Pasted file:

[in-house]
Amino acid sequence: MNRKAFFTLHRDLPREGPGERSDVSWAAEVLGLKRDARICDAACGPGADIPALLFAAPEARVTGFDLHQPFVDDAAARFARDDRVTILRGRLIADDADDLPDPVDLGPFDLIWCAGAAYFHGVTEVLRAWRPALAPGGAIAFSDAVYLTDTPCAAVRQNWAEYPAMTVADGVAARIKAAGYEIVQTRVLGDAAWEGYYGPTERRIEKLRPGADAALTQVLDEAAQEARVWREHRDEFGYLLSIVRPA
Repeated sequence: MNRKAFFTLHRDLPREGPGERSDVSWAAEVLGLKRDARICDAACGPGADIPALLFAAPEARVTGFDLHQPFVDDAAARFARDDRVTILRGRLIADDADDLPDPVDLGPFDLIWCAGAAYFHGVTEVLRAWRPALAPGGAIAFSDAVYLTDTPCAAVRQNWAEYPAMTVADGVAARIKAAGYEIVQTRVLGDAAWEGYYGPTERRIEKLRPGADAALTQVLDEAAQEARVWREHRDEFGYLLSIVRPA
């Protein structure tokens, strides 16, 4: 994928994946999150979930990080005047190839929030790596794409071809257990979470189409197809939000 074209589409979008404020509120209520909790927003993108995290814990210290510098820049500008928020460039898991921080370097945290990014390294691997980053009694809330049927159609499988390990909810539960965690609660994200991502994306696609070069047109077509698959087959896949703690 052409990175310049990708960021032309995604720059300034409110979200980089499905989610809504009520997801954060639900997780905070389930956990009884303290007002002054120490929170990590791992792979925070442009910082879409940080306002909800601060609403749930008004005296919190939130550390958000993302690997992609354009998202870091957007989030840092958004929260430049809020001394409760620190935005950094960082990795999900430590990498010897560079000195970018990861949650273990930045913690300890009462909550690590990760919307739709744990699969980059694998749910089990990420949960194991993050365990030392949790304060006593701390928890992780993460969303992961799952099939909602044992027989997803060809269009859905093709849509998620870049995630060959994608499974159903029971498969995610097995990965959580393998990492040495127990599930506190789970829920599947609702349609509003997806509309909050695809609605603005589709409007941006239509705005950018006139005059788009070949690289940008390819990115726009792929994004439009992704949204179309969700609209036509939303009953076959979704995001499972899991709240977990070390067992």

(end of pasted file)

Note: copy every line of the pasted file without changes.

[in-house]
Amino acid sequence: MNRKAFFTLHRDLPREGPGERSDVSWAAEVLGLKRDARICDAACGPGADIPALLFAAPEARVTGFDLHQPFVDDAAARFARDDRVTILRGRLIADDADDLPDPVDLGPFDLIWCAGAAYFHGVTEVLRAWRPALAPGGAIAFSDAVYLTDTPCAAVRQNWAEYPAMTVADGVAARIKAAGYEIVQTRVLGDAAWEGYYGPTERRIEKLRPGADAALTQVLDEAAQEARVWREHRDEFGYLLSIVRPA
Repeated sequence: MNRKAFFTLHRDLPREGPGERSDVSWAAEVLGLKRDARICDAACGPGADIPALLFAAPEARVTGFDLHQPFVDDAAARFARDDRVTILRGRLIADDADDLPDPVDLGPFDLIWCAGAAYFHGVTEVLRAWRPALAPGGAIAFSDAVYLTDTPCAAVRQNWAEYPAMTVADGVAARIKAAGYEIVQTRVLGDAAWEGYYGPTERRIEKLRPGADAALTQVLDEAAQEARVWREHRDEFGYLLSIVRPA
């Protein structure tokens, strides 16, 4: 994928994946999150979930990080005047190839929030790596794409071809257990979470189409197809939000 074209589409979008404020509120209520909790927003993108995290814990210290510098820049500008928020460039898991921080370097945290990014390294691997980053009694809330049927159609499988390990909810539960965690609660994200991502994306696609070069047109077509698959087959896949703690 052409990175310049990708960021032309995604720059300034409110979200980089499905989610809504009520997801954060639900997780905070389930956990009884303290007002002054120490929170990590791992792979925070442009910082879409940080306002909800601060609403749930008004005296919190939130550390958000993302690997992609354009998202870091957007989030840092958004929260430049809020001394409760620190935005950094960082990795999900430590990498010897560079000195970018990861949650273990930045913690300890009462909550690590990760919307739709744990699969980059694998749910089990990420949960194991993050365990030392949790304060006593701390928890992780993460969303992961799952099939909602044992027989997803060809269009859905093709849509998620870049995630060959994608499974159903029971498969995610097995990965959580393998990492040495127990599930506190789970829920599947609702349609509003997806509309909050695809609605603005589709409007941006239509705005950018006139005059788009070949690289940008390819990115726009792929994004439009992704949204179309969700609209036509939303009953076959979704995001499972899991709240977990070390067992």